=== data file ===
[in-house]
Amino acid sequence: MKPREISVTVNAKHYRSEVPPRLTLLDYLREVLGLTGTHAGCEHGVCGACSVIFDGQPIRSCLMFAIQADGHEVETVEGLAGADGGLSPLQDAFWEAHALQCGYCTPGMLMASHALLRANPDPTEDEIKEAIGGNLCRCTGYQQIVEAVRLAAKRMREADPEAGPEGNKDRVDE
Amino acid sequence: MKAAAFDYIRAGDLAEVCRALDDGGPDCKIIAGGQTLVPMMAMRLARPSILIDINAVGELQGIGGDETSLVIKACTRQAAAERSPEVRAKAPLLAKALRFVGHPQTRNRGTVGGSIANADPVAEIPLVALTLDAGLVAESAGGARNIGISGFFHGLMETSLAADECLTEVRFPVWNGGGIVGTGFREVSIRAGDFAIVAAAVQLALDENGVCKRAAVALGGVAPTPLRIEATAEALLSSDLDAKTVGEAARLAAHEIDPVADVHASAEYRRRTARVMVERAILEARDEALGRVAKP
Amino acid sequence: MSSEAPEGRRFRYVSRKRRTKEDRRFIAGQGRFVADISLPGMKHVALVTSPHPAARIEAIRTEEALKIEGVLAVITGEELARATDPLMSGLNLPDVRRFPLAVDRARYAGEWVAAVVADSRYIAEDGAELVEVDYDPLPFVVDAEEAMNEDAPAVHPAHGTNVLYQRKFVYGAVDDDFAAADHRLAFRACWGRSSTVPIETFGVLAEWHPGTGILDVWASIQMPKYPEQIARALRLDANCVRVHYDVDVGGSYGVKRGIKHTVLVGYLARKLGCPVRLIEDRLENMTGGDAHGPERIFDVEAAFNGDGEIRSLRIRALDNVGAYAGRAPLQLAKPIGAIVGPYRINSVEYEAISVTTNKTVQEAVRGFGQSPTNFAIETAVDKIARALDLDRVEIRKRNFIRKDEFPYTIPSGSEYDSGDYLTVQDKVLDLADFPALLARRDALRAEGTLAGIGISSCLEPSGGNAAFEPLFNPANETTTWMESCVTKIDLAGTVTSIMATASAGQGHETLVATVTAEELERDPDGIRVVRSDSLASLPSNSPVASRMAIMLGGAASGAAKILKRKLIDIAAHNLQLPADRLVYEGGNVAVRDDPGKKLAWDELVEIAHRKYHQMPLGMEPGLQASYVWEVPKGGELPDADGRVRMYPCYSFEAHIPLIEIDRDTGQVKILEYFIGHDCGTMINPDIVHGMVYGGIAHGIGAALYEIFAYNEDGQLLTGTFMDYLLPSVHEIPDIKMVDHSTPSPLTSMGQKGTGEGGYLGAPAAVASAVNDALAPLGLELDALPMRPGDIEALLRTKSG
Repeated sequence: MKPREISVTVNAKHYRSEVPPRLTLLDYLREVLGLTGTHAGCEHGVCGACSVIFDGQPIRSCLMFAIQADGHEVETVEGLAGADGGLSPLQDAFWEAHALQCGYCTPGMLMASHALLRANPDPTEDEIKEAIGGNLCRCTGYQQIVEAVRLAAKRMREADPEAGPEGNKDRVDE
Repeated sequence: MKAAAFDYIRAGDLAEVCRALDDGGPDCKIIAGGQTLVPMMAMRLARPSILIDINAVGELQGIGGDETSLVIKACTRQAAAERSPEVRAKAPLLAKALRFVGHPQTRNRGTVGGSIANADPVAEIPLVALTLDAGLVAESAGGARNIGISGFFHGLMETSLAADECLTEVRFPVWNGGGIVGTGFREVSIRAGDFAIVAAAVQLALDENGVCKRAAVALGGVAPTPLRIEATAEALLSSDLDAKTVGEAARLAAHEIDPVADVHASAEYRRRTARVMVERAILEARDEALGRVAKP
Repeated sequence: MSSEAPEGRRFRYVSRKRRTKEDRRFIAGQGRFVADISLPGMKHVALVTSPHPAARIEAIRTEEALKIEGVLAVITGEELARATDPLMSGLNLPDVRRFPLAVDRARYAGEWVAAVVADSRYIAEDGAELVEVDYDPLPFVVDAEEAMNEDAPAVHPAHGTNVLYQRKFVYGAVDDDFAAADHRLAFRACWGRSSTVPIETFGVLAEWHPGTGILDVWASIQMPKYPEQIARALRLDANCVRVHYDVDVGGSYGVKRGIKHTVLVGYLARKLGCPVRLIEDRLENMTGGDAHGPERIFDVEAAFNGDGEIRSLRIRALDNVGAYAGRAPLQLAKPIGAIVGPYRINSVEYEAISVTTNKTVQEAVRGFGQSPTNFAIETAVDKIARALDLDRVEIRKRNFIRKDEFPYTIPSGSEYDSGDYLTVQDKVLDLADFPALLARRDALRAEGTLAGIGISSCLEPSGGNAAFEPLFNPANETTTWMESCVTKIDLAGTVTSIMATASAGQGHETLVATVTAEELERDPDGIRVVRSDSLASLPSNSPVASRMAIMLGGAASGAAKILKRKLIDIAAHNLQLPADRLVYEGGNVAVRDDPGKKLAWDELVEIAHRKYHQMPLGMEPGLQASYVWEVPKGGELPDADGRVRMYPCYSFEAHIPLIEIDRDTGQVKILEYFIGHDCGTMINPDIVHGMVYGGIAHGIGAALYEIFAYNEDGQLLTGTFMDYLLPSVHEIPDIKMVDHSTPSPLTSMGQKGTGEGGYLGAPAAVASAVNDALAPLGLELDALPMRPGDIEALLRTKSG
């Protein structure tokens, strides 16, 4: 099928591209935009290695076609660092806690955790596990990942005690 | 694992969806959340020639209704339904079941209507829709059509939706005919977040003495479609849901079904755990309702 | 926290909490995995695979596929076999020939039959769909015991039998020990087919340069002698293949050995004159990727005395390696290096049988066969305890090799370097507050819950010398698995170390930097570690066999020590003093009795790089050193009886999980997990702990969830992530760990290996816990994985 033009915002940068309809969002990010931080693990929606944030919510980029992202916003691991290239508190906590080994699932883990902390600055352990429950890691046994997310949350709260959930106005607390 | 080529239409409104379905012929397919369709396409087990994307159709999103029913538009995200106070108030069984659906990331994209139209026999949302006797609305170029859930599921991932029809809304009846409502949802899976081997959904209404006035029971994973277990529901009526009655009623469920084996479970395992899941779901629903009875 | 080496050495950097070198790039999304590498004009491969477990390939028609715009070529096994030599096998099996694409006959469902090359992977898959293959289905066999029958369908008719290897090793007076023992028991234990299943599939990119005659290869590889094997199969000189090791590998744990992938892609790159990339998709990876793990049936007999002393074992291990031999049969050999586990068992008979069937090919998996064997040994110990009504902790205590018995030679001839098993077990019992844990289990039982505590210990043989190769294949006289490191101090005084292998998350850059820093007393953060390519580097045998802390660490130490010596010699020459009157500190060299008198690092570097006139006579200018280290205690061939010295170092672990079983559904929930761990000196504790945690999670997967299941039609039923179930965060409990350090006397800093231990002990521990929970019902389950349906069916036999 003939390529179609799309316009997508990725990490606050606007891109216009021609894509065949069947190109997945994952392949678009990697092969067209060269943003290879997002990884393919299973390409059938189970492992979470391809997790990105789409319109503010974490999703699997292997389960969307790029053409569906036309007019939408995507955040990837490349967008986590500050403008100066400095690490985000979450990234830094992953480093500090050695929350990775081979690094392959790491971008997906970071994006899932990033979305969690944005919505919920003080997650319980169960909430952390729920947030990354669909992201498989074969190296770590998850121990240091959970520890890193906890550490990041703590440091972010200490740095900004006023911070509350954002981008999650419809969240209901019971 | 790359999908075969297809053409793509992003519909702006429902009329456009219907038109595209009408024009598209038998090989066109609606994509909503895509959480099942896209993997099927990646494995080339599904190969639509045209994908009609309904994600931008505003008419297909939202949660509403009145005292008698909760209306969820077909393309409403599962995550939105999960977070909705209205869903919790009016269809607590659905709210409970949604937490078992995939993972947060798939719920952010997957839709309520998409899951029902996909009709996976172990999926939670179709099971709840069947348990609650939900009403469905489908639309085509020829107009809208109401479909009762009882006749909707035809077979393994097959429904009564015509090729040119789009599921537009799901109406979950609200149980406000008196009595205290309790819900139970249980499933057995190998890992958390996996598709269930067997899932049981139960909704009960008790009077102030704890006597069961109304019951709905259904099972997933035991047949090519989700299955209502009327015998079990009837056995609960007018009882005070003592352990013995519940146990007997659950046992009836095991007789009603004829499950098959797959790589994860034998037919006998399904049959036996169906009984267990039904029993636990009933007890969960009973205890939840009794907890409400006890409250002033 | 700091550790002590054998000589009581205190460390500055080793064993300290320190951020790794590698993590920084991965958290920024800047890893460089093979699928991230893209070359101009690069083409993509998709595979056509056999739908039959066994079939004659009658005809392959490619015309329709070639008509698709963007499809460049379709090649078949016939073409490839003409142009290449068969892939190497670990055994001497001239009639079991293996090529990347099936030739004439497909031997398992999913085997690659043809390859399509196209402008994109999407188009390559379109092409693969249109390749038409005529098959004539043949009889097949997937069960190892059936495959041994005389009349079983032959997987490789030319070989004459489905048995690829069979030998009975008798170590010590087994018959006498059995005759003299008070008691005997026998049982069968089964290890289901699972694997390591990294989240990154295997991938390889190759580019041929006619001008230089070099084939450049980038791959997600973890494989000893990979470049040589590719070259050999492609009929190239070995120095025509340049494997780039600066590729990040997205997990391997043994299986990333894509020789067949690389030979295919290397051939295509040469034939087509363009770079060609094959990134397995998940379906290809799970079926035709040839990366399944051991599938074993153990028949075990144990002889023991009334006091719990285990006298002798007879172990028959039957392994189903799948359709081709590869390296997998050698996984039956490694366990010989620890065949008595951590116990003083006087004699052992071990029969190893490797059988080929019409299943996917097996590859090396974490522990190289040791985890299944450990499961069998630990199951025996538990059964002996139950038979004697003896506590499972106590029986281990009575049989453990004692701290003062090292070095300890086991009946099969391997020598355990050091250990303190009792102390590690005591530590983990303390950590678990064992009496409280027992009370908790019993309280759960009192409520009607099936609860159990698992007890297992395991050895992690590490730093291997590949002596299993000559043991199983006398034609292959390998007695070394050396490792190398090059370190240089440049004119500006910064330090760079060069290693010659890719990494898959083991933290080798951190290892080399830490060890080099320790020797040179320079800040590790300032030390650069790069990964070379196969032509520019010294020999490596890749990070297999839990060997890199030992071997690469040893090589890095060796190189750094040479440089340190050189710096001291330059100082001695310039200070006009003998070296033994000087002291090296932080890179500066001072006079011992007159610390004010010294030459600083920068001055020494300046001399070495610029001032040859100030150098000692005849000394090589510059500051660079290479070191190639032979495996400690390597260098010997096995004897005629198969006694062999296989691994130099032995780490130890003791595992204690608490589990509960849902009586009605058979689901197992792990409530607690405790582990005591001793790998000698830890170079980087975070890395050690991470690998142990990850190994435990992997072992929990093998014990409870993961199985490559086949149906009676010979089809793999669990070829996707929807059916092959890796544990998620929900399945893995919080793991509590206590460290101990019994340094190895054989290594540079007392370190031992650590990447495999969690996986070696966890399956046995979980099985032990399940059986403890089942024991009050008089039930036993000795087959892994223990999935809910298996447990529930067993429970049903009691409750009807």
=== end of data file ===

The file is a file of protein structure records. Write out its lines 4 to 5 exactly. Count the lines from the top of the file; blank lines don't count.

Amino acid sequence: MSSEAPEGRRFRYVSRKRRTKEDRRFIAGQGRFVADISLPGMKHVALVTSPHPAARIEAIRTEEALKIEGVLAVITGEELARATDPLMSGLNLPDVRRFPLAVDRARYAGEWVAAVVADSRYIAEDGAELVEVDYDPLPFVVDAEEAMNEDAPAVHPAHGTNVLYQRKFVYGAVDDDFAAADHRLAFRACWGRSSTVPIETFGVLAEWHPGTGILDVWASIQMPKYPEQIARALRLDANCVRVHYDVDVGGSYGVKRGIKHTVLVGYLARKLGCPVRLIEDRLENMTGGDAHGPERIFDVEAAFNGDGEIRSLRIRALDNVGAYAGRAPLQLAKPIGAIVGPYRINSVEYEAISVTTNKTVQEAVRGFGQSPTNFAIETAVDKIARALDLDRVEIRKRNFIRKDEFPYTIPSGSEYDSGDYLTVQDKVLDLADFPALLARRDALRAEGTLAGIGISSCLEPSGGNAAFEPLFNPANETTTWMESCVTKIDLAGTVTSIMATASAGQGHETLVATVTAEELERDPDGIRVVRSDSLASLPSNSPVASRMAIMLGGAASGAAKILKRKLIDIAAHNLQLPADRLVYEGGNVAVRDDPGKKLAWDELVEIAHRKYHQMPLGMEPGLQASYVWEVPKGGELPDADGRVRMYPCYSFEAHIPLIEIDRDTGQVKILEYFIGHDCGTMINPDIVHGMVYGGIAHGIGAALYEIFAYNEDGQLLTGTFMDYLLPSVHEIPDIKMVDHSTPSPLTSMGQKGTGEGGYLGAPAAVASAVNDALAPLGLELDALPMRPGDIEALLRTKSG
Repeated sequence: MKPREISVTVNAKHYRSEVPPRLTLLDYLREVLGLTGTHAGCEHGVCGACSVIFDGQPIRSCLMFAIQADGHEVETVEGLAGADGGLSPLQDAFWEAHALQCGYCTPGMLMASHALLRANPDPTEDEIKEAIGGNLCRCTGYQQIVEAVRLAAKRMREADPEAGPEGNKDRVDE